Background: Proliferative vitreoretinopathy (PVR) remains the most significant obstacle to successful retinal reattachment surgery. Preclinical studies continue to add insights into the complex molecular events leading to PVR development, helping to identify new targets for potential prophylactic or therapeutic agents. This article reviews the recent evidence supporting surgical and medical treatments for PVR.
Methods: PUBMED was used for literature search. Clinical studies regarding surgical management of PVR from January 1, 2000 to August 1, 2014 were included. Clinical studies regarding medical management of PVR from January 1, 2000 to August 1, 2014 were included if the design of study was a randomized controlled trial.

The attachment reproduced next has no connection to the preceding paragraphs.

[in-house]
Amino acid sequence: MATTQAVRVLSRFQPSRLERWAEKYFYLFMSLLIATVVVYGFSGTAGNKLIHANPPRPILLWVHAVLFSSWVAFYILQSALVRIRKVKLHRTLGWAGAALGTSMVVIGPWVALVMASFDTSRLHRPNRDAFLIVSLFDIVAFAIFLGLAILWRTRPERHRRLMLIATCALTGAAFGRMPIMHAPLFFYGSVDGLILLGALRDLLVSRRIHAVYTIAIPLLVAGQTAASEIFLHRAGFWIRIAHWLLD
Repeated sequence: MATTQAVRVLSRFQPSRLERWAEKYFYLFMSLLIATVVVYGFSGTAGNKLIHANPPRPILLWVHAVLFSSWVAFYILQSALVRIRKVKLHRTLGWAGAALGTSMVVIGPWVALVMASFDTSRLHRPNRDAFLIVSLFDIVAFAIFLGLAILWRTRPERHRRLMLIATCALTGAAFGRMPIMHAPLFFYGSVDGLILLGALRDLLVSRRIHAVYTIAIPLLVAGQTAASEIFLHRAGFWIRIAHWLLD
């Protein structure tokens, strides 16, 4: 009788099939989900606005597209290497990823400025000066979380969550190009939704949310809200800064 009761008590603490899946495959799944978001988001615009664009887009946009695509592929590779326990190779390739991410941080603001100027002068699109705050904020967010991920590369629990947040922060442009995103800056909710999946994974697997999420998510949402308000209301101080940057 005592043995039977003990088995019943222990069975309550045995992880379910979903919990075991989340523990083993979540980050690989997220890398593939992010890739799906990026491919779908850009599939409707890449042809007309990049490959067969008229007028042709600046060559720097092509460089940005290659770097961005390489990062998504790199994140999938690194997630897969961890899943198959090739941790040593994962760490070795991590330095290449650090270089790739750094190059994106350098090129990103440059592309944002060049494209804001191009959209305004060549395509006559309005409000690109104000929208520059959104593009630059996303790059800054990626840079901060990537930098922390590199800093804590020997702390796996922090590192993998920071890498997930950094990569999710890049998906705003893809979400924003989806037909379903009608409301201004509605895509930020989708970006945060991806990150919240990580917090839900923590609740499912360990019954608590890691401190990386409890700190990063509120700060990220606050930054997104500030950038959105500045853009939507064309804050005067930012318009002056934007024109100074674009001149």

Results: Many recent studies have evaluated surgical and medical strategies for the treatment and prevention of PVR. Newer vitreoretinal surgery technology (23- and 25-gauge vitrectomy) and tamponade agents (heavy silicone oils) have been studied. Medical therapies evaluated include antiinflammatory agents, low molecular weight heparin, 5-fluorouracil, 13-cis-retinoic acid, and daunorubicin, amongst others.
Conclusion: Surgical management with pars plana vitrectomy, with or without scleral buckle or inferior retinectomy, remains an effective treatment for PVR-related detachments. Consensus regarding a preferred surgical strategy remains controversial. Many medical therapies have been studied but fail to demonstrate a statistically significant benefit in clinical trials. Further studies to clarify the efficacy of available and novel treatment options are warranted.